The American Cable Association (ACA) has formally filed its opposition with the Federal Communications Commission (FCC) over News Corp.’s effort to get out of the conditions imposed upon the company by the FCC when it purchased DirecTV back in 2003.
DirecTV has since been sold to John Malone-led Liberty Media, which prompted News Corp. to petition the FCC on March 11 to remove the conditions. The terms of the FCC’s original conditions are not set to expire until 2010.
In its filing of opposition, the ACA wrote that the “failure to deny the petition would erode the substantial public interest benefits that have accrued, and will continue to do so throughout the full term of those conditions.” The News Corp. and DirecTV conditions continue to advance the public interest by protecting competition by maintaining access to “must-have” programming, and by avoiding temporary foreclosures and the disruption of customer viewing patterns, according to the ACA. The ACA also contended that the conditions have not resulted in any appreciable harm to News Corp.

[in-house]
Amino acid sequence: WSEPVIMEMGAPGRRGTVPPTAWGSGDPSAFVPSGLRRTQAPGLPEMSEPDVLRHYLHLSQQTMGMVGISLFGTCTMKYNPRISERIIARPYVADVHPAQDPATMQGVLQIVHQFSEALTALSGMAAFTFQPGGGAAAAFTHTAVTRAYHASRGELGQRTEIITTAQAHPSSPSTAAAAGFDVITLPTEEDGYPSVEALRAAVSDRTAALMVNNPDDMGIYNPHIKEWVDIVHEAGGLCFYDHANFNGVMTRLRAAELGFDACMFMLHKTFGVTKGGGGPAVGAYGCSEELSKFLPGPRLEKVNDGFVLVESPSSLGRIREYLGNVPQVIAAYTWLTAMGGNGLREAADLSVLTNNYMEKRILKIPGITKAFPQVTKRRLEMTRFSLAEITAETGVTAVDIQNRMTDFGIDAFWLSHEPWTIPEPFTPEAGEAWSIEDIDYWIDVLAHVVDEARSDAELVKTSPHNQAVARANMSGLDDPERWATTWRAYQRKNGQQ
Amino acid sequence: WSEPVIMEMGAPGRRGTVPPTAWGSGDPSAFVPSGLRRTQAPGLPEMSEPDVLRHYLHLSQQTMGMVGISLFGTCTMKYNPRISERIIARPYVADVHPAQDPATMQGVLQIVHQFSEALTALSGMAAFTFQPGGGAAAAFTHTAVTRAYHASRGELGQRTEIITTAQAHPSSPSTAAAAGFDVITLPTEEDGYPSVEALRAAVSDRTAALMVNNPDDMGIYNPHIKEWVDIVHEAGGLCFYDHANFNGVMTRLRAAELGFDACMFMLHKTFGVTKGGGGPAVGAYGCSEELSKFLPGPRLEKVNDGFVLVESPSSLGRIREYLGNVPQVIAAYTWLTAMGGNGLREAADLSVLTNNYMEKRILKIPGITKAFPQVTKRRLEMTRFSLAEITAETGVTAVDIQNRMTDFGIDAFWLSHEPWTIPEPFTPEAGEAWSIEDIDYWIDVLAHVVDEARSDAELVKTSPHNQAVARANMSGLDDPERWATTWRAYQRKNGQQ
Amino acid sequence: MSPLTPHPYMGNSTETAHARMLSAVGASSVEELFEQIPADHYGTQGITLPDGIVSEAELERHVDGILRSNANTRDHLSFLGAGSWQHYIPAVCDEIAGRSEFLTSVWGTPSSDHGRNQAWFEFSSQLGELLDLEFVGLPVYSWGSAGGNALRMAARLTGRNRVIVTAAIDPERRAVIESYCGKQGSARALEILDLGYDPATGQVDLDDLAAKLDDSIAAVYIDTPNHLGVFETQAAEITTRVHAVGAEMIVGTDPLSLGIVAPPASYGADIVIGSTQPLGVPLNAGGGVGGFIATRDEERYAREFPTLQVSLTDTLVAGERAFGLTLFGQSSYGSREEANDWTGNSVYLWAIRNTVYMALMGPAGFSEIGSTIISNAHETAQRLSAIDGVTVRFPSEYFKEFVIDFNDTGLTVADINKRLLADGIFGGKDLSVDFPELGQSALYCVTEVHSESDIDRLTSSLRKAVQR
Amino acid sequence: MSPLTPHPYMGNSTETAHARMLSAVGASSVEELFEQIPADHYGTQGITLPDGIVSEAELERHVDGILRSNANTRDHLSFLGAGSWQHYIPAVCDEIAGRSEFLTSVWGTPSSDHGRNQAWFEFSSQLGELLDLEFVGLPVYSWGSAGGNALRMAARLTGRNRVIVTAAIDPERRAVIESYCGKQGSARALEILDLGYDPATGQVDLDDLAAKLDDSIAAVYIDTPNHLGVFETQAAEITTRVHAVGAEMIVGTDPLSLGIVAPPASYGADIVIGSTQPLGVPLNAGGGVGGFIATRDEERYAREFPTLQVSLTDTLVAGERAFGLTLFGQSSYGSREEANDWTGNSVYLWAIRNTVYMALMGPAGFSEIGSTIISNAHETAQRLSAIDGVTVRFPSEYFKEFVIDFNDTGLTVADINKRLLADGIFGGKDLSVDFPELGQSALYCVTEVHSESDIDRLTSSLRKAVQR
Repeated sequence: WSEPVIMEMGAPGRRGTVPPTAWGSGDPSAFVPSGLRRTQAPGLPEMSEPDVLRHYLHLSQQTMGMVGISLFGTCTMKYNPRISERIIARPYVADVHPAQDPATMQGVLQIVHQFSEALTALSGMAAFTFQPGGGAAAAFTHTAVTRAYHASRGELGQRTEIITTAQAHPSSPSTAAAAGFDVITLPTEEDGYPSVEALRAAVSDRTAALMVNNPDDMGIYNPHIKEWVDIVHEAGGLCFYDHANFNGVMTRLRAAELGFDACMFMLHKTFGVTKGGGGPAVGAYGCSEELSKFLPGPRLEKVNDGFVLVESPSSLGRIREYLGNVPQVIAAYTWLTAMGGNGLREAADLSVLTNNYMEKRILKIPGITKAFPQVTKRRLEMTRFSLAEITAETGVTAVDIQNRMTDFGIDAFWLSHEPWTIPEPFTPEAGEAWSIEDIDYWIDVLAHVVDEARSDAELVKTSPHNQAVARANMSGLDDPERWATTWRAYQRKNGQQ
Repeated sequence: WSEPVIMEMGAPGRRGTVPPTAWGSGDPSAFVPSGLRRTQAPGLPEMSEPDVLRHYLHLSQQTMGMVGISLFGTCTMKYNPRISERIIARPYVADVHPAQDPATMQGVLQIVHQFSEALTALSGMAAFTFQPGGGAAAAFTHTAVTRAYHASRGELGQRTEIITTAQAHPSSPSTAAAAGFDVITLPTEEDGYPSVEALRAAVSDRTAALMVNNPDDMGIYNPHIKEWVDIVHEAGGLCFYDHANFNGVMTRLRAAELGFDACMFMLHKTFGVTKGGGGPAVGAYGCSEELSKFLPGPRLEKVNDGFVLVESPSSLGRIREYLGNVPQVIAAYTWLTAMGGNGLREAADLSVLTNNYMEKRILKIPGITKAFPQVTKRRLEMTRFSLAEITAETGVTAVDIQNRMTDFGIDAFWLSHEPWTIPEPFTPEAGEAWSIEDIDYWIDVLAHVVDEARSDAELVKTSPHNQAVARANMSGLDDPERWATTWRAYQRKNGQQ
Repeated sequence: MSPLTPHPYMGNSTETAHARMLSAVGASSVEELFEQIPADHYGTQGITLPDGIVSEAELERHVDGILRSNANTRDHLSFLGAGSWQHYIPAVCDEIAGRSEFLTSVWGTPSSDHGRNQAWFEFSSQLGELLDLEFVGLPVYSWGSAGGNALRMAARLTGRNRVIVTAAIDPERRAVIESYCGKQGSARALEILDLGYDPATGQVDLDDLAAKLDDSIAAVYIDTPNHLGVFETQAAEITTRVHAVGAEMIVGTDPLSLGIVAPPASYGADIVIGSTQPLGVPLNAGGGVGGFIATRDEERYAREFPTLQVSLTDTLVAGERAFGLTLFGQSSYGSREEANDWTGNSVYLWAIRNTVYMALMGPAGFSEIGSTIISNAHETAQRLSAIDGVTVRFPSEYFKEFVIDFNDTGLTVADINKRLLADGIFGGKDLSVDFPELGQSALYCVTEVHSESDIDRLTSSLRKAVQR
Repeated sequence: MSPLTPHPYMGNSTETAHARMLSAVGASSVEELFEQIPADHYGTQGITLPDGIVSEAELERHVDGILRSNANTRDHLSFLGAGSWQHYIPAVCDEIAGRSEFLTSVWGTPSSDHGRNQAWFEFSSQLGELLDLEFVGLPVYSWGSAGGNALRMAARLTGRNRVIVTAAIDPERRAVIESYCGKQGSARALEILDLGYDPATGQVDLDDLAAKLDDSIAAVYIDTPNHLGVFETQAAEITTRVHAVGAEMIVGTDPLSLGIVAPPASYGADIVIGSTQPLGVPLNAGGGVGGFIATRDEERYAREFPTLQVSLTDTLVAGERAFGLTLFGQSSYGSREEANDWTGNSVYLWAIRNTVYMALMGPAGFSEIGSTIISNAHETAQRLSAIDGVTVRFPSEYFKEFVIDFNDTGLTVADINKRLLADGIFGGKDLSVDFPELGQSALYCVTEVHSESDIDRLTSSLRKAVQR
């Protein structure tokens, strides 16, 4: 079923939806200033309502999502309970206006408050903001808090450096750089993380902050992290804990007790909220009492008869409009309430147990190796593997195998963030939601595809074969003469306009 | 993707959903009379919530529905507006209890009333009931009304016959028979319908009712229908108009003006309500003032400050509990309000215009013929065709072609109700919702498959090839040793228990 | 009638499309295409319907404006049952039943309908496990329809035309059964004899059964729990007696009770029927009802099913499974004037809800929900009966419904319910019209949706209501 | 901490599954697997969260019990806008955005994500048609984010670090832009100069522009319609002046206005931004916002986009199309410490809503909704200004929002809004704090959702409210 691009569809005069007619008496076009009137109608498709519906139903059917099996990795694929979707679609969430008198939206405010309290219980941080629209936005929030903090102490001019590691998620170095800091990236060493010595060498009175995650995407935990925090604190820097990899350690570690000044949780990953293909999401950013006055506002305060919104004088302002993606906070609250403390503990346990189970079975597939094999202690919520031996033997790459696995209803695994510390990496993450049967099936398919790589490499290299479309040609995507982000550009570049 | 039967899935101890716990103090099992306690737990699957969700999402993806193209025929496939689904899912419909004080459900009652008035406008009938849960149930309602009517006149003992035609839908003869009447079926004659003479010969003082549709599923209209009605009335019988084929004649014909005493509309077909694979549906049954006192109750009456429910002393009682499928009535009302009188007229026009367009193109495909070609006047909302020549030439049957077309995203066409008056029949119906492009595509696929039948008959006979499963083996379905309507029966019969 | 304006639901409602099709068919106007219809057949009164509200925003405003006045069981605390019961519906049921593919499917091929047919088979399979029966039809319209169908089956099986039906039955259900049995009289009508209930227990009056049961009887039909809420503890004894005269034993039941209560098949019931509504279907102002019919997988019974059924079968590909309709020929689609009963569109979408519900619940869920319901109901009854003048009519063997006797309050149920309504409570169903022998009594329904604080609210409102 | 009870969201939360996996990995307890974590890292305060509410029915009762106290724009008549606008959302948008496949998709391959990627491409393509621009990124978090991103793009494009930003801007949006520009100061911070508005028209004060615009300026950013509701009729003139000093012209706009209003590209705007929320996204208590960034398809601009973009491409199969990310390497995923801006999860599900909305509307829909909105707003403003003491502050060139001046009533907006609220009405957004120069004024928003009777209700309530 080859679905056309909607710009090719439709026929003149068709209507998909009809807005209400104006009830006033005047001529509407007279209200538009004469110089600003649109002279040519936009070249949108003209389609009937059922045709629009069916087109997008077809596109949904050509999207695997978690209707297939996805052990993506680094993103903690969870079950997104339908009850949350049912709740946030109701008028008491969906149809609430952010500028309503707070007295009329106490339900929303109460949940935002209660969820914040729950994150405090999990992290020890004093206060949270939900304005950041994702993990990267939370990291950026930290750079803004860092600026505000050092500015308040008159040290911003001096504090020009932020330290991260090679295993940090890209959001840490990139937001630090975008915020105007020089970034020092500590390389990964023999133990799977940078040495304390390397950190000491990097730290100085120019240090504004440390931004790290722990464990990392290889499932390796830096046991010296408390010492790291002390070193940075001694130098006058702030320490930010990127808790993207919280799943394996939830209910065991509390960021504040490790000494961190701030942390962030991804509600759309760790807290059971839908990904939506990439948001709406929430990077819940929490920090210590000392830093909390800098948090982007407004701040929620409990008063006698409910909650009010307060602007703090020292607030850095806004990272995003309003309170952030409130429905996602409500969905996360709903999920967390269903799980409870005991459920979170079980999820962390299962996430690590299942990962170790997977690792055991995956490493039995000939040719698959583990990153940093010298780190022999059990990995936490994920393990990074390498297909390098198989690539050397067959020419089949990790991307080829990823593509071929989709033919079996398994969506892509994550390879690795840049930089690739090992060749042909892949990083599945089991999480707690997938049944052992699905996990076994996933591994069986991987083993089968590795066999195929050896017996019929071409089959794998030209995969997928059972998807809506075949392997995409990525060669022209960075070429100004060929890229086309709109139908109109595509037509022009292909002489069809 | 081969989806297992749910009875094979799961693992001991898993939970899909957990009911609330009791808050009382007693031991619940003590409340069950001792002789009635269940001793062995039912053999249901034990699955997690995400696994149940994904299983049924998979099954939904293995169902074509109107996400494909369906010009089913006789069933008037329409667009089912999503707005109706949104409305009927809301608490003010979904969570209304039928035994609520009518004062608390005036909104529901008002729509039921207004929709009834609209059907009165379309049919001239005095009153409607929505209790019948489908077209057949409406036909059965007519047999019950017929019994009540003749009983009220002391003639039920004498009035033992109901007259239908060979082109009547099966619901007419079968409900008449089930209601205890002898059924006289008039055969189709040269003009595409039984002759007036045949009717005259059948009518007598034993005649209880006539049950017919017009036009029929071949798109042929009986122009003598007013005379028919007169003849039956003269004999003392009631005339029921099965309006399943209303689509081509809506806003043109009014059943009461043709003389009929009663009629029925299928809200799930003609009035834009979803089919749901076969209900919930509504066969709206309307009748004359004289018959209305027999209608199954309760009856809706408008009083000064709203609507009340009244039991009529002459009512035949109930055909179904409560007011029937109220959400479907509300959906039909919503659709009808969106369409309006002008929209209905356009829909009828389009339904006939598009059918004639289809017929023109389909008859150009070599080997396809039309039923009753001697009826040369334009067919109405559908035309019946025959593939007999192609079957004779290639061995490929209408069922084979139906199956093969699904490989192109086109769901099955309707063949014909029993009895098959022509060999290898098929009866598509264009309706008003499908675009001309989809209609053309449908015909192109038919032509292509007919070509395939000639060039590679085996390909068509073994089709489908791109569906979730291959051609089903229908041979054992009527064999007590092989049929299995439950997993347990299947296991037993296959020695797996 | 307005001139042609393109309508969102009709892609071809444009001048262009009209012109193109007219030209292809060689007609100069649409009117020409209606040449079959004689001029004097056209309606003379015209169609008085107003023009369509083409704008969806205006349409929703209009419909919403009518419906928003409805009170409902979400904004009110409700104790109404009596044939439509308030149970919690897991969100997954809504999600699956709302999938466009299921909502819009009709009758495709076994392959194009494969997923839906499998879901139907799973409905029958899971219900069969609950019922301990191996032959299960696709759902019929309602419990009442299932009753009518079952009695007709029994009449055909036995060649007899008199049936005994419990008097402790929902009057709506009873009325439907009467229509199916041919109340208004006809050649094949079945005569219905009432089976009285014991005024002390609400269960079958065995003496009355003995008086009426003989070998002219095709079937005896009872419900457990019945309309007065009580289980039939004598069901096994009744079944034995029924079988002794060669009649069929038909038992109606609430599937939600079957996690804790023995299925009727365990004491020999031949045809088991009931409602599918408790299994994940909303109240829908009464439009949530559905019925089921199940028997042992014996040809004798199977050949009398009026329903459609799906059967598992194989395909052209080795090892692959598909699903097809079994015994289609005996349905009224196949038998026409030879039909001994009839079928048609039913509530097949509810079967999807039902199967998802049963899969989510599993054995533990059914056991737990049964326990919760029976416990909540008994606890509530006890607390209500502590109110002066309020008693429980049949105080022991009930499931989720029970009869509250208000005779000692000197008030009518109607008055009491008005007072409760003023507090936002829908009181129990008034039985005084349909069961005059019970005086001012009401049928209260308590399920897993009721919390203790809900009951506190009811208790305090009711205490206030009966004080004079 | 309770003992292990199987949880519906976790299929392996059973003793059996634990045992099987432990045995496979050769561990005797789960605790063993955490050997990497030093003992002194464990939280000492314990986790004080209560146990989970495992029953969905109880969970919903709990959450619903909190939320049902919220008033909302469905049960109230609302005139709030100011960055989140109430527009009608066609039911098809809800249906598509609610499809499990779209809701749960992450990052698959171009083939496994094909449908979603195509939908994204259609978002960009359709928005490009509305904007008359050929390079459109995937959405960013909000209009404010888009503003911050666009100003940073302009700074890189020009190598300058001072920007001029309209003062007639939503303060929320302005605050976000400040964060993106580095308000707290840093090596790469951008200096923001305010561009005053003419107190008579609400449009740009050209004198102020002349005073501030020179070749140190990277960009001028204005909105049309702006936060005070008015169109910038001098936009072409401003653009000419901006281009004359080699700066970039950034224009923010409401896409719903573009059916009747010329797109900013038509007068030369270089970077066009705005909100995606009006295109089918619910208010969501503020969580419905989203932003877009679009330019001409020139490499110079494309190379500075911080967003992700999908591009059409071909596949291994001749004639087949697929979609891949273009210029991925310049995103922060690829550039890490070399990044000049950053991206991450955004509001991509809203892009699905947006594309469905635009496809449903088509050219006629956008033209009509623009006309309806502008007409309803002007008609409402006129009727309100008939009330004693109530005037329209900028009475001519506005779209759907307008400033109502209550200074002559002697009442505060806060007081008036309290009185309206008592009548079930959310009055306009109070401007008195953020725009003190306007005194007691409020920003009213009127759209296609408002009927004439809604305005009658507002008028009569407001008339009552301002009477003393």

“News Corp.’s efforts to change the rules long after the game has started are certainly unreasonable,” said Matthew M. Polka, ACA president and CEO, “but its attempts to deceive the Commission and suppress their true intent to skirt the conditions of the previous order is unforgivable. For the entire year leading up to the 2008 sale of DirecTV, News Corp. maintained it would not ask for the conditions of the 2004 Order to be modified, but before the ink had even dried they had filed a petition with the Commission asking for the conditions to be modified – a blatant manipulation of the process.
“This behavior undermines the Commission’s authority and the public interest the 2004 Order has successfully advanced. The Commission must not stand for it and unquestionably should not reward it.”
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